Capitalism, Democracy and the Treaty of Waitangi are three ways through which we in Aotearoa ‘organise’ ourselves Essay
New Zealand “is an island country that is found in the south-western Pacific Ocean and comprises two main land masses and numerous other smaller islands” (Atkinson, 2003, p. 45). The country is democratic with capitalistic economic model and has a rich cultural tradition that is a blend of European and the Maori culture.
This paper seeks to use two social theories (the social liberalism theory and the consensus theory) to explain how the Aotearoa have organized themselves through capitalism, democracy and the treaty of Waitangi.
Social liberalism in the political and socio economic organization of the Aotearoa
The political and economic organisation of the Aotearoa can be described by Social liberalism theory. Social liberalism is a modern form of liberalism that differs from the classical liberalism by asserting that liberalism must encompass social justice (Welzel, 2005).
Social liberalism stipulates that the state has to ensure that its citizens have access to healthcare, education, source of livelihood and other needs. In social liberalism a community is as good as the freedom of its individual members. Neo-liberalism is a variant of social liberalism in which the state role in the provision of services is reduced (Hamer, 1988).
In the context of New Zealand, social liberalism is seen in the way the country is governed. Being a constitutional monarch, the country is under Queen Elizabeth II who is represented by the governor general (Rauzon, 2008).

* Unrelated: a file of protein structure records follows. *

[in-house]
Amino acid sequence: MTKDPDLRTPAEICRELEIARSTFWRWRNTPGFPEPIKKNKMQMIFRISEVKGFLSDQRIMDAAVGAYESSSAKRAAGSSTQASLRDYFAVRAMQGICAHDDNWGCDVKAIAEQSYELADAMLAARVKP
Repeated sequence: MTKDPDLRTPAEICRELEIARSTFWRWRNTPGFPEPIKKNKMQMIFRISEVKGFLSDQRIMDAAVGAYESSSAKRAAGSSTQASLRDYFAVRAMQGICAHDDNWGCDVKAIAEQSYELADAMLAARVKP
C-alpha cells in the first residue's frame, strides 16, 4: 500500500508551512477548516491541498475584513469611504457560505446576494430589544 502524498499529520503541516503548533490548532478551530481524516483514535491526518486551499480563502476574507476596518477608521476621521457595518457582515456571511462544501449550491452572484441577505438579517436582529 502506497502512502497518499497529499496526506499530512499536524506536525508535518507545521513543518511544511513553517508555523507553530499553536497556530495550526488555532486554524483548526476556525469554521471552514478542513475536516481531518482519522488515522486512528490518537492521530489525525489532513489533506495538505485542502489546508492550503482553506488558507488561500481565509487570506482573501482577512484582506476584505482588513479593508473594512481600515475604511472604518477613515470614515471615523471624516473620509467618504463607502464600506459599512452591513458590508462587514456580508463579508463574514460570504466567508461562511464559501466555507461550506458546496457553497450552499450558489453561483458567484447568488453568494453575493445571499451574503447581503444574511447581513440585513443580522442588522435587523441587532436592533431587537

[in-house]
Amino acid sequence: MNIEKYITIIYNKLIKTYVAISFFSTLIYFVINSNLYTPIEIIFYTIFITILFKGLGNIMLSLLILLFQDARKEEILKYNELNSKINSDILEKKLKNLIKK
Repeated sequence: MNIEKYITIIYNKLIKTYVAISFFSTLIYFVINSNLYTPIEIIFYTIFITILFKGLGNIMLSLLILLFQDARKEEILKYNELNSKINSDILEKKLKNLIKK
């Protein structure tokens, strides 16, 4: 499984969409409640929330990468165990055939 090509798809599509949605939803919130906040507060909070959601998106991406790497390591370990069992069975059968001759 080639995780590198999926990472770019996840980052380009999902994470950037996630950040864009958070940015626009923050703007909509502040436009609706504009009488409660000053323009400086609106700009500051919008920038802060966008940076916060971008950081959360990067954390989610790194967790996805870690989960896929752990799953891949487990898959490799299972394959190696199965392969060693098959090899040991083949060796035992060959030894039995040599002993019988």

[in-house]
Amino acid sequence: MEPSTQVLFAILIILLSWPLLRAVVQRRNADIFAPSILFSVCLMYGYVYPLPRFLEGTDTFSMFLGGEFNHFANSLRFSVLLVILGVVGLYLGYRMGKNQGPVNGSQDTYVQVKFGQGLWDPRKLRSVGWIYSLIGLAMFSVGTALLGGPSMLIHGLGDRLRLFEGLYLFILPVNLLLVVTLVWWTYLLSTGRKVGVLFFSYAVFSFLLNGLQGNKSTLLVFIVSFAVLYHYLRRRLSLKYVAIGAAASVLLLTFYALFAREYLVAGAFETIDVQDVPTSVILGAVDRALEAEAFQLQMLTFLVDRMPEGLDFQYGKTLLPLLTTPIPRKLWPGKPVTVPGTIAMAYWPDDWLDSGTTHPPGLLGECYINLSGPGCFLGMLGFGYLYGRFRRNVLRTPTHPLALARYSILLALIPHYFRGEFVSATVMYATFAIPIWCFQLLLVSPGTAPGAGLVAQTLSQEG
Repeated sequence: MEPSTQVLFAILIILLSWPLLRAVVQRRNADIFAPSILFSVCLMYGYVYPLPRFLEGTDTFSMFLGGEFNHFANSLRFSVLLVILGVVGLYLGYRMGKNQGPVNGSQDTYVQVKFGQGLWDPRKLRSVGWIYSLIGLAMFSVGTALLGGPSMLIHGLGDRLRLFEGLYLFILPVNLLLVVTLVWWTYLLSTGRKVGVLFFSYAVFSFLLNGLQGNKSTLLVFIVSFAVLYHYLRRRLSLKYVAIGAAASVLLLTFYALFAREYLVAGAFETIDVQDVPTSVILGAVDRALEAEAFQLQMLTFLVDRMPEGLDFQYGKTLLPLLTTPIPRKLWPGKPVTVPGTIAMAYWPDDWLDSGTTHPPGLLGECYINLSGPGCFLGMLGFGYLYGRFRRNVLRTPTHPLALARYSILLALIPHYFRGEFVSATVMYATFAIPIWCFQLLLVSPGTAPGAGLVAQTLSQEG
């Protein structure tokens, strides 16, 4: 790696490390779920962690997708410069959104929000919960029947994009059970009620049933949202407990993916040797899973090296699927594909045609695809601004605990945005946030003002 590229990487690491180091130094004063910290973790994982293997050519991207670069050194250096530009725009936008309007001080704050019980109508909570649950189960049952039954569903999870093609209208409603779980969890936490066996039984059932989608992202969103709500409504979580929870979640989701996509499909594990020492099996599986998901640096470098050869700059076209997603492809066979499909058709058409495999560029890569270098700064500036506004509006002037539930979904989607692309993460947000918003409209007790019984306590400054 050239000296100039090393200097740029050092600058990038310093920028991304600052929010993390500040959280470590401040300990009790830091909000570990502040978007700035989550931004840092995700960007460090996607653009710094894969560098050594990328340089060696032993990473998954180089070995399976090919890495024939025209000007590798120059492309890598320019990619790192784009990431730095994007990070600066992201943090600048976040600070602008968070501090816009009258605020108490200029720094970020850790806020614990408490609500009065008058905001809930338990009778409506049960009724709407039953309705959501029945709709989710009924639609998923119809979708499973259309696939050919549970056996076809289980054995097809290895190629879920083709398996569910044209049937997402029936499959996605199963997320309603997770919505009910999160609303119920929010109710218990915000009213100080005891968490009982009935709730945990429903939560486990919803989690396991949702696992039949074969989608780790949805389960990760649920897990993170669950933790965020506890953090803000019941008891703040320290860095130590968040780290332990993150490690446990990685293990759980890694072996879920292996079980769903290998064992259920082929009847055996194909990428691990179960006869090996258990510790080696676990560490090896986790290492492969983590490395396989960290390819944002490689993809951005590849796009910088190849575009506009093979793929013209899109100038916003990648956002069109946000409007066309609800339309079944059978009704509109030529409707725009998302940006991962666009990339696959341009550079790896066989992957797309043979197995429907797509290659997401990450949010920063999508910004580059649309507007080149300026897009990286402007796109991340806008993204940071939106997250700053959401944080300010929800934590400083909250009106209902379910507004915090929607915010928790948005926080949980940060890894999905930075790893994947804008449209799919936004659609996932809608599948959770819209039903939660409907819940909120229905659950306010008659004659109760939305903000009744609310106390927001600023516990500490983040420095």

The implementation of social liberal policies has been gradual but it stems back for the signing of the Treaty of Waitangi which saw a shift in the governance from local chiefs to the British government (Barak, 2006).
The terms of the treaty were to safe gourd the interests of the Moari and other indigenous groups against foreign invasion. The treaty gave the sovereignty of the New Zealand to Britain which was supposed to oversee the government and protection of the rights of the Maori people, especially to protect them from unfair land deals (Atkinson, 2003). All land transactions were thus held through the crown.
This led to the influx of immigrants from Britain who acquired land from the Maori through the crown. This would later lead to the great wars in which the Maori were dispossessed from much of their land. The treaty of Waitangi has been largely ignored until in the 1970s when it was revisited resulting in the current political structure.
Currently, Aotearoa is constitutional monarchy with a parliamentary democracy (Salmond, 2007). The revisiting of the treaty has seen compensations, apologies and improvement in the social rights of the Maori. An electoral system that is based on proportional representation is adopted to ensure that minority groups are not left out of governance.
The New Zealand politics are based on modern liberalism that affirms to the adherence to the following principles: multiparty democracy, human rights, free and fair elections, social justice, free trade, environmental sustainability among others (Welzel, 2005).
The earliest liberal party of New Zealand is remembered for having advocated for equal rights for women making New Zealand the first nation in the world to have allowed women to vote.